“Throwback Sunday” is an annual Sunday when we revisit theological ideas some of us may have grown up with and see if those ideas have relevance for us now. The illustration above is from the Codex Gigas, dating to the early 13th century.
How many of you believed in Satan when you were young? How many of you believed he was active presence in the world, ready to ensnare you in something decidedly not good? And how many of you still believe that some kind of being or entity or reality like Satan exists and is active in the world?
Zoom poll! Don’t think too hard about your answers. It’s a yes or no question, no gray zones or “if you define it this way, well maybe.” It’s just yes or no. It’s also anonymous. And only one of you is going to be able to do the poll per computer, so figure that out. You’ve got 15 seconds. Go. (Share screen after poll closes.)
So, I’m obviously having a little bit of fun today with Zoom polls, possibly at your expense. (The devil made me do it.) But I was also very curious about how much Satan was a factor in your early faith formation and how “alive” he is now for you.
Because for some Christians for much of Christian history, Satan is the real deal. He’s alive, he’s active, and he is constantly trying to tempt you. He’s tricky, he’s deceitful, and you may be under his influence without even knowing it. Play the rock music record backwards, people — he’s there, whispering things to you in a language that enters your subconscious and grows, like an infestation. (Play video.)
That still creeps me out. Some of you know what this is, and some of you are wondering: What the heck was that about? “Back masking” — in which someone intentionally records a Satanic message backward onto a musical track that’s meant to be played forward (which is what I just played for you) was taken seriously by some people in my church when I was growing up. They believed that people were putting backwards Satanic messages like this into rock music and that when you would listen to the music the right way those messages would enter your subconscious and Satan would get a hold of you. My father always always though this was kind of nutty, so I didn’t take this Satanic conspiracy too seriously… unless I was listening to the supposedly Satanically infected record late at night, in the dark, in my room, alone.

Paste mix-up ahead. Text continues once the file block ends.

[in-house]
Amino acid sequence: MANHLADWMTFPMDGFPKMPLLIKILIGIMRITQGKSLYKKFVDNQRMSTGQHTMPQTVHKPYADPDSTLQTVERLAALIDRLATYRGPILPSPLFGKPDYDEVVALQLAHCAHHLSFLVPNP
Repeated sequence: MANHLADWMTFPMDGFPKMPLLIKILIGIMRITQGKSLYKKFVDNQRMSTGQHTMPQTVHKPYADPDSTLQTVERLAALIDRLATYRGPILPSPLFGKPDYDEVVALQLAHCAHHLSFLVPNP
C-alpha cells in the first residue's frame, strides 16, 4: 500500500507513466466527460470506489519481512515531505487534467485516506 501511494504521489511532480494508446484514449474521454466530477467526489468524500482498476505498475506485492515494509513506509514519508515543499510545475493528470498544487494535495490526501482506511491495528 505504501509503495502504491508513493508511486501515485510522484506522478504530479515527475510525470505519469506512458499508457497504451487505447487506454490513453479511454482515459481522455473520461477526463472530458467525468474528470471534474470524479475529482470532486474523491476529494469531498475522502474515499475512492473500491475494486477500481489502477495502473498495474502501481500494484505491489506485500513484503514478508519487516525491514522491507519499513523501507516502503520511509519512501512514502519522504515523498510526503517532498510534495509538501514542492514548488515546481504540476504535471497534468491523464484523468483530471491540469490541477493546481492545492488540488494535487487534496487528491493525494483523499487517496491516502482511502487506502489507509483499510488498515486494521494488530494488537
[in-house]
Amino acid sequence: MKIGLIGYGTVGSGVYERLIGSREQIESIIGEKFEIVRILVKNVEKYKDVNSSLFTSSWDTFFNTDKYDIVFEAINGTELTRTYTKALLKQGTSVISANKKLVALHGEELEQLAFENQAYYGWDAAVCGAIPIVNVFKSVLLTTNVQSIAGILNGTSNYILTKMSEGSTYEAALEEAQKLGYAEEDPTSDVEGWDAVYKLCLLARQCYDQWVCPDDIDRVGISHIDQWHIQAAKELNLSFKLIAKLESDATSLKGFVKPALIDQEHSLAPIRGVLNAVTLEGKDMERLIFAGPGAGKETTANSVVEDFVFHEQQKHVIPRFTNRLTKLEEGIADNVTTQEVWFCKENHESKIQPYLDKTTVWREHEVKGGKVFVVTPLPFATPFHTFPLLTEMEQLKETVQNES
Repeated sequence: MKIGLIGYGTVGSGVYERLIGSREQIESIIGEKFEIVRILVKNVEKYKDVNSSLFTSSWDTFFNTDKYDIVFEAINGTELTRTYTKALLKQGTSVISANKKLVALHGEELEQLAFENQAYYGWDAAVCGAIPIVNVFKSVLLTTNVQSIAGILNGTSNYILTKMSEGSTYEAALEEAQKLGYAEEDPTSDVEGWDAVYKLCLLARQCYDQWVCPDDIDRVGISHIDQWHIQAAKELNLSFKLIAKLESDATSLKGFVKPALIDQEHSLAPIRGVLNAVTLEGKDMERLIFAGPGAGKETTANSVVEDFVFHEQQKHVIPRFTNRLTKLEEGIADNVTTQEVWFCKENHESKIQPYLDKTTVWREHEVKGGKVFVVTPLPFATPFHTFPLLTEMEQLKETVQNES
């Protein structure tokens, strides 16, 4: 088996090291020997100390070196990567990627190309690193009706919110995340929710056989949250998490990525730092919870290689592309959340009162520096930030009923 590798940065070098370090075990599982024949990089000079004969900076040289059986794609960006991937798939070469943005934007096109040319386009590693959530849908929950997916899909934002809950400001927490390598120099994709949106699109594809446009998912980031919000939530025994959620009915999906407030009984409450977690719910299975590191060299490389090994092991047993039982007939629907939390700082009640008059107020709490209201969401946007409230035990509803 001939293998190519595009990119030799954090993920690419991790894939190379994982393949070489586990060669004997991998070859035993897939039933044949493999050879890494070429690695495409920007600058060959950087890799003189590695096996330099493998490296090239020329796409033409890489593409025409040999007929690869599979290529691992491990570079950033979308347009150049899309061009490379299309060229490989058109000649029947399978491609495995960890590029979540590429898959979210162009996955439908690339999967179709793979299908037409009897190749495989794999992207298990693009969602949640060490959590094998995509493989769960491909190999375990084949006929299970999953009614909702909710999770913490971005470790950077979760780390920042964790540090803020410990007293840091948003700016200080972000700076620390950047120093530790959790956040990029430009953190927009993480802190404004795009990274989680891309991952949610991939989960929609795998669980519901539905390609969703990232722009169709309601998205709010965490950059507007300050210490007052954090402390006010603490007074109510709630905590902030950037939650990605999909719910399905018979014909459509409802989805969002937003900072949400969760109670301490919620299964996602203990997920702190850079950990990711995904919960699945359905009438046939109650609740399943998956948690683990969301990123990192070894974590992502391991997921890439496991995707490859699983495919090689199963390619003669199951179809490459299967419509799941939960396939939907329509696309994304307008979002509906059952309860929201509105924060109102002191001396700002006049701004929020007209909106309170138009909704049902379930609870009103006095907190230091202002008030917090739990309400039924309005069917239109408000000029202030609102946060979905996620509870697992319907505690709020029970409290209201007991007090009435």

Satan is still alive and well. Just ask the true believers of QAnon, the latest conspiracy theory involving Satan that is popular among some Trump followers. To quote a New York Times article on this, “QAnon is the umbrella term for a sprawling set of Internet conspiracy theories that allege, falsely, that the world is run by a cabal of Satan-worshiping pedophiles who are plotting against Mr. Trump while operating a global child sex-trafficking ring.” I wish I could say that this is just another fringe conspiracy theory like back masking but it’s becoming mainstream. A QAnon true believer will very likely be the next Congressional representative from Georgia. And QAnon followers have hijacked a hashtag for a real anti-child trafficking organization called Save the Children, which has made it more difficult for that and other anti-trafficking groups to get out their message and save actual children. Now, that’s demonic, just not in the way QAnon believers think it is.
Who is this Satan that has been so real for so many people for so long? A very brief history of Satan:
Satan as we think of him is more or less a no-show in the Hebrew Scriptures. When he does appear, he’s under God’s command and often plays the role of a prosecuting attorney whose duty is to accuse human beings of disobedience and prosecute them before the Most High. And, in fact, the word Satan is an English version of a Hebrew word whose literal meaning is “adversary.” Or, as church historian Elaine Pagels puts it, Satan plays the role of a roving intelligence agent — a kind of Divine spy — who makes sure that people are really obedient and loyal to God. This is the role played by Satan when he takes his star turn in the book of Job, where he tests this most faithful of men to see how loyal to God he really is.
But then something happens to Satan around the time the last books of the Hebrew Scripture are being written. The Hebrew people were colonized by the Persian Empire and were exposed to their more dualistic theology. Zoroastrianism, the religion of the Persian Empire, believed that there was a good deity and an evil deity and that they were in competition with each other. They each had their minions: The good deity had the heavenly hosts, and the bad deity had demons. They are both competing for your attention, your belief, your loyalty. These ideas begin to get incorporated into Jewish theology, especially into its more apocalyptic strains.
As I mentioned not too long ago in a sermon, the word “apocalypse” means to reveal or unveil. It means to see what’s really happening underneath the illusions a society holds. So, apocalyptic thought — in both the Jewish and Christian tradition — seeks to reveal the good and evil powers that vie for people’s attention and loyalty. As Scripture scholar Wes Howard-Brook says, “apocalyptic literature became a vessel for protest against accommodation to empire and for the proclamation of Yahweh’s alternate vision of harmonious life on earth among people and between people and creation” (from Come Out, My People: God’s Call Out of Empire in the Bible and Beyond). So apocalyptic literature is a kind of protest speech that points to the life-or-death struggle between the Kingdom of Satan, who becomes the personification of empire, of the way of death vs. the Kingdom of God, which is the way of life.
This is way Satan is understood by the time we get to the Gospel stories of Jesus. Satan is no longer God’s prosecuting attorney under God’s command, Satan is that which is antithetically opposed to God and God’s ways. At the beginning of Jesus’ ministry, Jesus goes into the wilderness to be tempted by… Satan. Jesus resists Satan’s temptation to seize economic, political and religious power, and this beginning sets up the Kingdom of heaven vs. Kingdom of Satan conflict that will unfold throughout the Gospels. Satan and his demons will frequently appear in the New Testament and especially in apocalyptic books like Revelation, where Satan appears as the supernatural ruler of the Roman Empire and the ultimate cause of all evil in the world.